Describe a project or accomplishment that you consider to be the most significant in your career.
I am a principal investigator working on infectious diseases from basic/translational/clinical aspects. For this type of endeavor, getting grants, publishing peer-reviewed research articles are the key to survive/persist. So far, the most significant accomplishment in my academic research career is my grant profile. I consider it as “karma” that we’ve got an R03, R21, R01, two grants from Gates Foundation and two internal grants over the past 5 years. Well, we do a rabbit model of tuberculosis, which produce very relevant pathology to human disease, yet only a few labs work on this model. We pioneered this model and recently provided a proof-of-concept using this model for host-directed therapy as adjunct to conventional antibiotic therapy for pulmonary tuberculosis; this work laid the foundation for a human clinical trial. I am happy about the outcome of this bench-to-bedside research.
What makes you an ideal mentor?
I think I am not there yet to claim an ideal mentor. I’ve mentored undergraduates, graduates, post-docs and research technicians in training them with techniques and/or providing advice/suggestion on research and career-related issues. I am a member of American Society of Microbiology (ASM)’s minority mentor program and also serving as a judge to evaluate scientific abstracts for poster/oral presentations at the Annual Biomedical Research Conference for Minority Students (ABRCMS) since 2008. Through these activities, I am trying to share my experience/knowledge and connect with the future generation; at the same time, I am learning new things from them on socialization, networking and related knowledge.
Each morning, what do you look most forward to in the day?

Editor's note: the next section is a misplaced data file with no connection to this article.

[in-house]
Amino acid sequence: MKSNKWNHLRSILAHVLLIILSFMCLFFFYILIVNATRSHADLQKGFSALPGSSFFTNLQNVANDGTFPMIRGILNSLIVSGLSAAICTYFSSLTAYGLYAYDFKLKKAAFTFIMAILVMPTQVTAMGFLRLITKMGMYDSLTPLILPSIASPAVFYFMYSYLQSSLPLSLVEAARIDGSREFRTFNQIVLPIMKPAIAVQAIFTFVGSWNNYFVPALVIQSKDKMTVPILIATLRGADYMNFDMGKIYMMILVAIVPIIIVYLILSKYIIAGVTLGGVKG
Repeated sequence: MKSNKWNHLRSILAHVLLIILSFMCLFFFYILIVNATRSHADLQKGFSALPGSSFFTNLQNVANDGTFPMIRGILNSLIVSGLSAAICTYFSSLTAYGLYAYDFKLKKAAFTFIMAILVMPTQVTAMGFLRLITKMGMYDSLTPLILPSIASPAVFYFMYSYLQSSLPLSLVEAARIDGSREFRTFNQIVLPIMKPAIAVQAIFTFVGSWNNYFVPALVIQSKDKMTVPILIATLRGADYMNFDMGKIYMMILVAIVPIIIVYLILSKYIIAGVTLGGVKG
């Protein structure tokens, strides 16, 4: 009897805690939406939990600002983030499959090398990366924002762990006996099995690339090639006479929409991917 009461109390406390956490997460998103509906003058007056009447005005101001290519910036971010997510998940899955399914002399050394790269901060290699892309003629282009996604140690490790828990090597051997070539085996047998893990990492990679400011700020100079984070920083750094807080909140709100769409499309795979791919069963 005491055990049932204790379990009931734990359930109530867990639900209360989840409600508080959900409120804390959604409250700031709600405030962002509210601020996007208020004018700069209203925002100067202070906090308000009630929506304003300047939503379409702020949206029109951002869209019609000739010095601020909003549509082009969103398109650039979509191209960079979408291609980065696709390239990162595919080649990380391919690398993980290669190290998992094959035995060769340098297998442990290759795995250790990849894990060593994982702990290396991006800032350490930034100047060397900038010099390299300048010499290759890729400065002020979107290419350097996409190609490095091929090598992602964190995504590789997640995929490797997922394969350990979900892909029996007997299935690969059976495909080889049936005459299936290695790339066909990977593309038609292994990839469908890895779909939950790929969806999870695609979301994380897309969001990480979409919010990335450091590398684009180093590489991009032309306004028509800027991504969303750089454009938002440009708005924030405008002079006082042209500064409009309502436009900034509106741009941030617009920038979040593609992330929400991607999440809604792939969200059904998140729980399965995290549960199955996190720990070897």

I look forward to finishing all the chores in my schedule for that day. A good/fruitful brain-storming session with fellow researchers/post-docs/graduates on our research subject is always a feast to my brain; it enlightens my day and make things go easy.
Is there anything you’d like to share about yourself with a potential future mentee?
I think that a true “mentor-mentee” concept is not a short-term relationship or an arrangement to find a quick-fix to a problem; rather it is a long-term sharing of knowledge/wisdom and experience. I believe in life-long learning; we can always learn something in every walk of our life from anybody. In the same line, we can also teach something. I think pursuing a research career requires a lot of sacrifice and at some stage it may become a way of life (critical thinking and quest for intellectual achievement); therefore, it is important to choose wisely on that. Basically, know what it takes to lead a research career; it’s not for everyone; at the same time, it’s not the only one to pursue. I think some kind of a “call from inside” is important in choosing a career track and/or job.
What is your current position and what is your favorite aspect of it?
Currently, I am a Principal Investigator and Assistant Professor affiliated with the Department of Medicine and located at the Public Health Research Institute of New Jersey Medical School at the Rutgers University. We do mainly research at present. My favorite aspect of it is to think about “what’s next” and discuss with fellow researchers on how to be successful as a team in our scientific endeavor, something similar to “group evolution” concept.
Anything else that you would like to share?
“I shall pass through this world but once. Any good, therefore, that I can do or any kindness I can show to any human being, let me do it now. Let me not defer it or neglect it, for I shall not pass this way again”. -Stephen Grellet